Cybersecurity in Israel (SpringerBriefs in Cybersecurity)

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This SpringerBrief gives the reader a detailed account of how cybersecurity in Israel has evolved over the past two decades. The formation of the regions cybersecurity strategy is explored and an in-depth analysis of key developments in cybersecurity policy is provided.

The authors examine cybersecurity from an integrative national perspective and see it as a set of policies and actions with two interconnected goals: to mitigate security risks and increase resilience and leverage opportunities enabled by cyber-space.
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Cyber Policy in China (China Today)

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Few doubt that China wants to be a major economic and military power on the world stage. To achieve this ambitious goal, however, the PRC leadership knows that China must first become an advanced information-based society. But does China have what it takes to get there? Are its leaders prepared to make the tough choices required to secure China’s cyber future? Or is there a fundamental mismatch between China’s cyber ambitions and the policies pursued by the CCP until now?

This book offers the first comprehensive analysis of China’s information society. It explores the key practical challenges facing Chinese politicians as they try to marry the development of modern information and communications technology with old ways of governing their people and conducting international relations. Fundamental realities of the information age, not least its globalizing character, are forcing the pace of technological change in China and are not fully compatible with the old PRC ethics of stability, national industrial strength and sovereignty. What happens to China in future decades will depend on the ethical choices its leaders are willing to make today. The stakes are high. But if China’s ruling party does not adapt more aggressively to the defining realities of power and social organization in the information age, the ‘China dream’ looks unlikely to become a reality.

Cyberwar 3.0: Human Factors in Information Operations and Future Conflict

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Warfare and conflict are no longer just about the clash of uniformed armies and their cutting-edge technology. Conflict in the Information Age is about ideas, values, aspirations, fears and the struggle of people for identity. How will humankind define and wage war in the Infosphere? This book is about a journey into a new place that we have yet to define. It is offered by thinkers in the forefront of American and British government, academic, military, and private industry. Here are some of the issues examined:
• Is Infowar real?
• Who will defend cyberspace?
• What are Information Operations?
• Can and should the military patrol the information highway?
• What are the legal, ethical and moral issues?
• Will information decrease or add to the fog of war?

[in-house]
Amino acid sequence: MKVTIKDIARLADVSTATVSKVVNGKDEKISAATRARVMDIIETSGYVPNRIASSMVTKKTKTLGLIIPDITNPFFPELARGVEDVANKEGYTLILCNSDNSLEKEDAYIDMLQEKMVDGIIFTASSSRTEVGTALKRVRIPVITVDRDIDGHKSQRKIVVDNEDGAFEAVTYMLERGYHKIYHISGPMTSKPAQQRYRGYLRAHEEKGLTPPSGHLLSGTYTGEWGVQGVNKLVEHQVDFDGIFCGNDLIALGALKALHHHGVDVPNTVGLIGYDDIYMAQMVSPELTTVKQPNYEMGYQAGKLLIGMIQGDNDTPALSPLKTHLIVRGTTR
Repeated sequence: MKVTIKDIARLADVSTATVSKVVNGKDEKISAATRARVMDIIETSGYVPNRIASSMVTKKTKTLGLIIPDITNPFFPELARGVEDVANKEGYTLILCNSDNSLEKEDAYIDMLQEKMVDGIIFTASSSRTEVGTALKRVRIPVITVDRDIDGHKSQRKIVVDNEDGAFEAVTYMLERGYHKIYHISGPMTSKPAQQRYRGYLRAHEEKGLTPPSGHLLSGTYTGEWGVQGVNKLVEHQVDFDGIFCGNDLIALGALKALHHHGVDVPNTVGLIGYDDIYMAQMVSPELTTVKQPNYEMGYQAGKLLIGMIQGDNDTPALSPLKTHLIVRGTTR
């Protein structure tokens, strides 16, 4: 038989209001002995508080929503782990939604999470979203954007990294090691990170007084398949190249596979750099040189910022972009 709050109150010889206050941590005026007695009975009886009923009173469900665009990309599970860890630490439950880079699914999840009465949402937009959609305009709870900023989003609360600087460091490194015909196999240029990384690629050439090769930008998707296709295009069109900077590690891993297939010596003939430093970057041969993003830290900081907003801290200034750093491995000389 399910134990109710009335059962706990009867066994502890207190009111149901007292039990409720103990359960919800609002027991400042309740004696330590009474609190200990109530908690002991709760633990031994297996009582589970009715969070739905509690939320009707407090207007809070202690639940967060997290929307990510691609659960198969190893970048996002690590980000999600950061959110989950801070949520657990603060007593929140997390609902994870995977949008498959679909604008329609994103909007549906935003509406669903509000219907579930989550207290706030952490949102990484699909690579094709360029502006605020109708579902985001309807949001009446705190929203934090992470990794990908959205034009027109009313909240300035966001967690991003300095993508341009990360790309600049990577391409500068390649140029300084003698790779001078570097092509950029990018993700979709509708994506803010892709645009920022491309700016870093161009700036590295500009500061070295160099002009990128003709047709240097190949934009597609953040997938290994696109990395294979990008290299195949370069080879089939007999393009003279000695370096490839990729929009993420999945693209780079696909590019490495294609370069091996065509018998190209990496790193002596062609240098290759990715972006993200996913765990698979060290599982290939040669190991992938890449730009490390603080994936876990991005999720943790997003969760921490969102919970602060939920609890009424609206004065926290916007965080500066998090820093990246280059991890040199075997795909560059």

•Can we safely outsource national security?
• What did Kosovo teach us?
• How would Sun Tzu have employed information war?
• How real is the Insider Threat?
• What is the psychology of future war?
• Will technology be master or servant?
• Can perceptions be managed in peace, crisis and war?
• Who should protect critical infrastructures and how?
• What is the information content in National Security Strategy?

Cyber Blockades

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Cyber Blockades is the first book to examine the phenomena of blockade operations in cyberspace, large-scale attacks on infrastructure or systems that aim to prevent an entire state from sending or receiving electronic data. Cyber blockades can take place through digital, physical, and/or electromagnetic means. Blockade operations have historically been considered acts of war, thus their emergence in cyberspace has significant implications for international law and for our understanding of cyber warfare.

The author defines and explains the emerging concept of “cyber blockades” and presents a unique comparison of blockade operations in five different domains—on land, at sea, in the air, in space, and in cyberspace—identifying common elements as well as important distinctions. Alison Lawlor Russell’s framework for defining cyber blockades, understanding how they occur, and considering the motivations of actors who employ them is applied with in-depth analysis of the cyber attacks on Estonia in 2007 and on Georgia during the 2008 Georgia-Russia War.
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North Korea’s Cyber Operations: Strategy and Responses (CSIS Reports)

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This report presents an open source analysis of North Korea’s cyber operations capabilities and its strategic implications for the United States and South Korea. The purpose is to mitigate the current knowledge gap among various academic and policy communities on the topic by synthesizing authoritative and comprehensive open source reference material. The report is divided into three chapters, the first chapter examining North Korea’s cyber strategy. The authors then provide an assessment of North Korea’s cyber operations capabilities by examining the organizational structure, history, and functions of North Korea’s cyber units, their supporting educational training and technology base, and past cyber attacks widely attributed to North Korea. This assessment is followed by a discussion on policy implications for U.S. and ROK policymakers and the larger security community.